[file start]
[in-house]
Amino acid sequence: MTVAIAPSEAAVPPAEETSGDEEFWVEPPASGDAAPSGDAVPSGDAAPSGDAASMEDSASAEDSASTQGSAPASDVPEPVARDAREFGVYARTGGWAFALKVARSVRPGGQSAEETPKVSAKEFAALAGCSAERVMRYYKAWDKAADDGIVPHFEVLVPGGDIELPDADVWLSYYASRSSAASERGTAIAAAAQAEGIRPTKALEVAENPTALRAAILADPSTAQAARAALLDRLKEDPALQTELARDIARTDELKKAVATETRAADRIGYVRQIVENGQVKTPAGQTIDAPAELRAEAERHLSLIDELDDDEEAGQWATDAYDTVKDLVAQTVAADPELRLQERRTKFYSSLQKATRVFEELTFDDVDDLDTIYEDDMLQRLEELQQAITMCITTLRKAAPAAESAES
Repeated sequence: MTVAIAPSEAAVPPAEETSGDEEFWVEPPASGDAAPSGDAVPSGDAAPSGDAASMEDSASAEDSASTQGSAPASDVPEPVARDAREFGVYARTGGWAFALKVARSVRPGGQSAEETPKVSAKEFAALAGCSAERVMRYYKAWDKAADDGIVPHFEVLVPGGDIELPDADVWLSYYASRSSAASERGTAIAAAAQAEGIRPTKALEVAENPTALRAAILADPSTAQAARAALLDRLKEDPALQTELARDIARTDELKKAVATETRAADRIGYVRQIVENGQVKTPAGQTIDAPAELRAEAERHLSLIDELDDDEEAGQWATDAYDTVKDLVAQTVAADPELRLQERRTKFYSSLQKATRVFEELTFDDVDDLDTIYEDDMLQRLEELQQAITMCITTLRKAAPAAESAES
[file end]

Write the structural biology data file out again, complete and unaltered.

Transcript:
[in-house]
Amino acid sequence: MTVAIAPSEAAVPPAEETSGDEEFWVEPPASGDAAPSGDAVPSGDAAPSGDAASMEDSASAEDSASTQGSAPASDVPEPVARDAREFGVYARTGGWAFALKVARSVRPGGQSAEETPKVSAKEFAALAGCSAERVMRYYKAWDKAADDGIVPHFEVLVPGGDIELPDADVWLSYYASRSSAASERGTAIAAAAQAEGIRPTKALEVAENPTALRAAILADPSTAQAARAALLDRLKEDPALQTELARDIARTDELKKAVATETRAADRIGYVRQIVENGQVKTPAGQTIDAPAELRAEAERHLSLIDELDDDEEAGQWATDAYDTVKDLVAQTVAADPELRLQERRTKFYSSLQKATRVFEELTFDDVDDLDTIYEDDMLQRLEELQQAITMCITTLRKAAPAAESAES
Repeated sequence: MTVAIAPSEAAVPPAEETSGDEEFWVEPPASGDAAPSGDAVPSGDAAPSGDAASMEDSASAEDSASTQGSAPASDVPEPVARDAREFGVYARTGGWAFALKVARSVRPGGQSAEETPKVSAKEFAALAGCSAERVMRYYKAWDKAADDGIVPHFEVLVPGGDIELPDADVWLSYYASRSSAASERGTAIAAAAQAEGIRPTKALEVAENPTALRAAILADPSTAQAARAALLDRLKEDPALQTELARDIARTDELKKAVATETRAADRIGYVRQIVENGQVKTPAGQTIDAPAELRAEAERHLSLIDELDDDEEAGQWATDAYDTVKDLVAQTVAADPELRLQERRTKFYSSLQKATRVFEELTFDDVDDLDTIYEDDMLQRLEELQQAITMCITTLRKAAPAAESAES